The Prime Minister of Iceland paid a visit to the eastern Canadian province of Nova Scotia last weekend and payed a special visit to a former Icelandic settlement. The visit was one of the PM’s first official stops on his tour of Canada.
Joined by Brooke Taylor, Canada’s Agriculture Minister, Geir Haarde and his wife, Inga Jona Thordardottir, travelled to Markland, near Upper Musquodoboit, a few days after arriving in the country.
Markland was settled by approximately 30 families from Iceland in the late 19th century and the settlers are still remembered by the Icelandic Memorial Society of Nova Scotia. The society’s chairperson, Eleanor Belmore, is in charge of preparations for the Prime Minister’s visit.
“I’m so close and being a historian myself, I was interested in doing something,” she said.
She explained that Markland’s first settlers came from Ontario. They were promised large tracts of land to relocate in 1875. Once they had established a community in Nova Scotia, others joined them from Iceland.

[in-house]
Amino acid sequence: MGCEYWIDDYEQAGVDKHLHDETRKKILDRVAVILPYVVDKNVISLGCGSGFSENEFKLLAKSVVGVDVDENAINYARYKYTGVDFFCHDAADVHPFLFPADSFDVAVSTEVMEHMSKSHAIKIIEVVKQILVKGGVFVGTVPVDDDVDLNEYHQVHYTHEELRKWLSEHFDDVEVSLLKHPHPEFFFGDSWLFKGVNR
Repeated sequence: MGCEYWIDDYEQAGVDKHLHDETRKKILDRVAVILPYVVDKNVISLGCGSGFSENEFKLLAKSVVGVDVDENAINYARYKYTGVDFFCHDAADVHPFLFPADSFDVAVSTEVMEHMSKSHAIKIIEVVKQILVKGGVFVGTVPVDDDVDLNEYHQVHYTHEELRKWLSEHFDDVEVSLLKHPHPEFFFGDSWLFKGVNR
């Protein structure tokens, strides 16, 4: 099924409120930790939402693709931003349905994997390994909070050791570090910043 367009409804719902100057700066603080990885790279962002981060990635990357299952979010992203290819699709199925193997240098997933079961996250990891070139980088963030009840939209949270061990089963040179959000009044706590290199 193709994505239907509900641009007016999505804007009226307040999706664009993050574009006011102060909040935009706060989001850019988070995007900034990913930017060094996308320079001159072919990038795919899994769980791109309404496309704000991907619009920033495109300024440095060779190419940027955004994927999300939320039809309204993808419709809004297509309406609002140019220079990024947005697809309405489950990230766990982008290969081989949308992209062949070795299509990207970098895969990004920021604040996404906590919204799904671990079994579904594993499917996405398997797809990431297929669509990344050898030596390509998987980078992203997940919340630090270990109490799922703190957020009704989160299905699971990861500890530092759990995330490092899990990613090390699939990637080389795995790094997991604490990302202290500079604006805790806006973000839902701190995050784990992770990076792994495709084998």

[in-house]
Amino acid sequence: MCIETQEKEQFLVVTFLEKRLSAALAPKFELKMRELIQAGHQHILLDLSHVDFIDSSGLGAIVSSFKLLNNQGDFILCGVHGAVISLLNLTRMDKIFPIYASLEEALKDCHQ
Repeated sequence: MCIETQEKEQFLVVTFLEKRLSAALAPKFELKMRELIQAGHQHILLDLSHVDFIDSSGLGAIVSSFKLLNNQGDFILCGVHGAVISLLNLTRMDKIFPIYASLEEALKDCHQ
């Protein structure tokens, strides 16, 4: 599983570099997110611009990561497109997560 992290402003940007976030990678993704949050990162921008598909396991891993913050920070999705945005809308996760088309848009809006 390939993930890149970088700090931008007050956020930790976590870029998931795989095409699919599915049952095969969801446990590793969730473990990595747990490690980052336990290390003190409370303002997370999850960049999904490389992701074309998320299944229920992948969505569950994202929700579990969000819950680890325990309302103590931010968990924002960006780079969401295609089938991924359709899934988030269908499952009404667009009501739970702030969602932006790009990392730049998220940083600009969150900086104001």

According to Ms. Belmore, the settlement was ultimately a failure. Settlers were required by the government to clear a total of 10 acres of land over the course of five years in order to validate their claim of 100 free acres of land.
“When they had finished the five years of work, a lot of them just put the farms up for sale and left,” she said. Markland was virtually deserted by 1882 but Icelandic families who looked for opportunities elsewhere in Canada and the United States fared well.
“We feel that we nurtured the beginnings of these people,” Ms. Belmore said. Traces of these settlers from Iceland can still be found in North Dakota and Manitoba. Now they are remembered in Markland only through the cairn in the area, made up of stones from settler’s houses.
Mr. Haarde then journeyed to Halifax and Newfoundland to meet with members of the Icelandic business community and is today visiting Winnipeg, Manitoba.